Friday 28 August 2020

Sony Xperia 1 II

Guest reviewer Sethu Pillai is here to share his thoughts about the latest Sony Xperia on the block, an upgrade to the Xperia 1, imaginatively called the Mk.II by Sony. He tackles the less than trivial task of describing who might actually want to consider buying and using the phone.

Sony’s latest flagship is a stunningly well-crafted piece of technology, promising many unique selling points and ticking many, or maybe even all, boxes on the spec sheet. On the official Sony product page, there are some clear attributes the phone is being sold on...
  • Built for speed
  • Burst mode with 20 frames per second, including AF and AE between the shots (!)
  • Eye Auto focus
  • Colour management pre-sets for videos from their CineAlta cameras
  • 21:9 (Cinema aspect ratio) 6.5" 4K HDR OLED display with a calibrated mode
  • 360 Reality Audio support with hardware decoding
  • Some gaming and other features that get progressively gets less interesting for me
...but digging into the mainstream reviews, this quickly falls apart.

Built for speed
This is just marketing fluff. Various devices can claim to be performing faster overall, especially with updated chipsets now in the wild. No doubt Sony would say that their camera is still the fastest on any phone, and they would be correct, but most reviewers focus on image quality and the camera output to most eyes falls short of the computational magic conjured up by the likes of Pixels and iPhones. The CinemaPro app does offer some interesting profiles, but overall it remains a clunky and difficult experience. The convenience offered by more mainstream apps trumps any quality improvements for video - or maybe it's because I have never used a CineAlta camera before.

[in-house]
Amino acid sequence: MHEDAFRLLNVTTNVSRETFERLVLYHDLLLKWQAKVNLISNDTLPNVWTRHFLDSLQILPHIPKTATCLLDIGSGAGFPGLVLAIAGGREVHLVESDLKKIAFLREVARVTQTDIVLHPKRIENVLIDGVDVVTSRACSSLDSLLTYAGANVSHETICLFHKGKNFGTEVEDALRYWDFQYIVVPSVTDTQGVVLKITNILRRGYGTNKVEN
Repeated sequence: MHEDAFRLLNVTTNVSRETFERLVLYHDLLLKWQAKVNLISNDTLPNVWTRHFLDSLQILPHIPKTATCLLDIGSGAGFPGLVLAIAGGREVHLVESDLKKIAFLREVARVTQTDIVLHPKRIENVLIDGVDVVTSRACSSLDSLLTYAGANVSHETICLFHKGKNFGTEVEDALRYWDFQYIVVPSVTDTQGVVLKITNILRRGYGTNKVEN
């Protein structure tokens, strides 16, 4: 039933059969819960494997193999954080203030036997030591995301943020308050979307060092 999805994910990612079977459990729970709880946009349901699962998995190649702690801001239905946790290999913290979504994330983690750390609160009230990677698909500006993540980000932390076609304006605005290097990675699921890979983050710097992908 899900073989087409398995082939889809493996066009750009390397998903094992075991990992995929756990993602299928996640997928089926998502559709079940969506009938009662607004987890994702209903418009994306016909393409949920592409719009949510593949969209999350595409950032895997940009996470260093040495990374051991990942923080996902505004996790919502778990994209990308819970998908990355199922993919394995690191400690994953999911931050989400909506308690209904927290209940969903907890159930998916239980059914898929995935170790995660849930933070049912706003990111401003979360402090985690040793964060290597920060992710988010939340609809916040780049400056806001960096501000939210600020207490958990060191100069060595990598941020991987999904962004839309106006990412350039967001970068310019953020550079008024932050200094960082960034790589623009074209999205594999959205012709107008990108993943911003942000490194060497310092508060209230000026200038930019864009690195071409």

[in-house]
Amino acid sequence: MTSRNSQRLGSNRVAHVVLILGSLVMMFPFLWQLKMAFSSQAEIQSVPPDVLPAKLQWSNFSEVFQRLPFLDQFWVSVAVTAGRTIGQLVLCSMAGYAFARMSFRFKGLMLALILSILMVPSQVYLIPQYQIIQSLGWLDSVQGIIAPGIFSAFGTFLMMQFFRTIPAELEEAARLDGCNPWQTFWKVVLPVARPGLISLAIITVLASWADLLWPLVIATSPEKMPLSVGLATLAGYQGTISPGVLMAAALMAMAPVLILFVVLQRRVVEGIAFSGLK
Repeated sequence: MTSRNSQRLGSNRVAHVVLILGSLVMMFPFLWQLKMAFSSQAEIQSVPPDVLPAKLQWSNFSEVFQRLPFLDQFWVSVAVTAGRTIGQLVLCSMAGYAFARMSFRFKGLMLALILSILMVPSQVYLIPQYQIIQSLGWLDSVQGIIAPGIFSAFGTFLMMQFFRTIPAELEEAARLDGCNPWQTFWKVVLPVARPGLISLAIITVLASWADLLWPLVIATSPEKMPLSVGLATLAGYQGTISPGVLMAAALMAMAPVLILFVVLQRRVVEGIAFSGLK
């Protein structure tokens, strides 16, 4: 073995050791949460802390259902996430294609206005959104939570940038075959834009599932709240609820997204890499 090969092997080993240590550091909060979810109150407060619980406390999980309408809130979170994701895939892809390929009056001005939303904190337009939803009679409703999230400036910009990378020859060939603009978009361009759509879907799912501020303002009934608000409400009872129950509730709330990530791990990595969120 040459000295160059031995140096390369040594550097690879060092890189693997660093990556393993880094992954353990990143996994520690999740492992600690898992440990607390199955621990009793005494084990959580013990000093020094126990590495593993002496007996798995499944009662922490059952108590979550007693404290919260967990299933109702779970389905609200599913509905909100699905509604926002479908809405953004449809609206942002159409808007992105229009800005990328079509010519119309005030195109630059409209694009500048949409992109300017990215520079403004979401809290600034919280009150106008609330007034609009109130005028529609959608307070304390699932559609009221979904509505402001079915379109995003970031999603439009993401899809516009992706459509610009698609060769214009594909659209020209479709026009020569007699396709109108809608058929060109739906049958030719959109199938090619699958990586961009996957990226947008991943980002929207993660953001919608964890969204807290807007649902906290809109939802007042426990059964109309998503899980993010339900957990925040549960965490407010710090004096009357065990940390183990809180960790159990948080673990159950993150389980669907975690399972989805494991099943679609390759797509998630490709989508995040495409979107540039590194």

4K Screen
A feature likely to remain unique to Sony’s flagship is the 4K screen. But here again, they’ve sacrificed higher refresh rates because the chipset simply cannot handle anything over 60Hz at 4K resolution. It also isn’t the brightest OLED screen you can get. Additionally, it appears Netflix don’t yet provide a 4K stream to mobile phones. Interestingly, even if you play a wide format movie on Netflix, the content by default sits in a rectangle window that does not extend to all corners of the actual screen. You will need to zoom in to go corner to corner.
In fact, I was also not getting a 4K stream from Disney+ or Amazon Prime, although I could not find any official confirmation for this. YouTube provides the option to choose 2160p but the 'stats for nerds' still reveals the viewport only goes up to 2560 instead of the 3840 you expect on this screen. I wonder whether the fact that the height of the screen (in landscape) being only 1644 pixels, instead of 2160 for standard 4K, is creating some unintended scaling from these apps. If so, Sony needs to either sort this with the major content providers or stop trying to sell the benefits of 4K.